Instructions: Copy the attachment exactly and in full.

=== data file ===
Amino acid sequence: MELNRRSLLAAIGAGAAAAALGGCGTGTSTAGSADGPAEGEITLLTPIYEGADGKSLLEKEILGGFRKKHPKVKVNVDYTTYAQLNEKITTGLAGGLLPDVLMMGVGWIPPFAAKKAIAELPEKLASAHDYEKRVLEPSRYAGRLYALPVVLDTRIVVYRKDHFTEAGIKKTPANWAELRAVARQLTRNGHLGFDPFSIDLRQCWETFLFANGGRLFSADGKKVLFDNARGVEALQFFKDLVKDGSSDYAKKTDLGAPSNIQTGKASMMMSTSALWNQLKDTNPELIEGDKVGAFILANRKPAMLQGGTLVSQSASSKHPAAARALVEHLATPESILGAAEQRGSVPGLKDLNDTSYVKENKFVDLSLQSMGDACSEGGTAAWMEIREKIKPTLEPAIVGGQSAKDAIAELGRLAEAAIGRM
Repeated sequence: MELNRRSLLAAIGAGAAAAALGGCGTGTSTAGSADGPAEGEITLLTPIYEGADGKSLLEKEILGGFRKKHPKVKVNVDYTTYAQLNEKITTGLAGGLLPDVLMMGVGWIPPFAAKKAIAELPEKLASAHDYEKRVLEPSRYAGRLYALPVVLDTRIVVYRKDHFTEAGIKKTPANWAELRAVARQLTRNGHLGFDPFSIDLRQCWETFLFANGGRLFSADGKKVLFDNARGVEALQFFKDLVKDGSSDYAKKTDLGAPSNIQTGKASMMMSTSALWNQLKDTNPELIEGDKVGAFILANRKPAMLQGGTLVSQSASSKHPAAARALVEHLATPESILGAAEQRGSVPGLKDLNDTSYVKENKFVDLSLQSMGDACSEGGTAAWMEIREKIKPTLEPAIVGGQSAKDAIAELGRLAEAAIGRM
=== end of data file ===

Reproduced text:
Amino acid sequence: MELNRRSLLAAIGAGAAAAALGGCGTGTSTAGSADGPAEGEITLLTPIYEGADGKSLLEKEILGGFRKKHPKVKVNVDYTTYAQLNEKITTGLAGGLLPDVLMMGVGWIPPFAAKKAIAELPEKLASAHDYEKRVLEPSRYAGRLYALPVVLDTRIVVYRKDHFTEAGIKKTPANWAELRAVARQLTRNGHLGFDPFSIDLRQCWETFLFANGGRLFSADGKKVLFDNARGVEALQFFKDLVKDGSSDYAKKTDLGAPSNIQTGKASMMMSTSALWNQLKDTNPELIEGDKVGAFILANRKPAMLQGGTLVSQSASSKHPAAARALVEHLATPESILGAAEQRGSVPGLKDLNDTSYVKENKFVDLSLQSMGDACSEGGTAAWMEIREKIKPTLEPAIVGGQSAKDAIAELGRLAEAAIGRM
Repeated sequence: MELNRRSLLAAIGAGAAAAALGGCGTGTSTAGSADGPAEGEITLLTPIYEGADGKSLLEKEILGGFRKKHPKVKVNVDYTTYAQLNEKITTGLAGGLLPDVLMMGVGWIPPFAAKKAIAELPEKLASAHDYEKRVLEPSRYAGRLYALPVVLDTRIVVYRKDHFTEAGIKKTPANWAELRAVARQLTRNGHLGFDPFSIDLRQCWETFLFANGGRLFSADGKKVLFDNARGVEALQFFKDLVKDGSSDYAKKTDLGAPSNIQTGKASMMMSTSALWNQLKDTNPELIEGDKVGAFILANRKPAMLQGGTLVSQSASSKHPAAARALVEHLATPESILGAAEQRGSVPGLKDLNDTSYVKENKFVDLSLQSMGDACSEGGTAAWMEIREKIKPTLEPAIVGGQSAKDAIAELGRLAEAAIGRM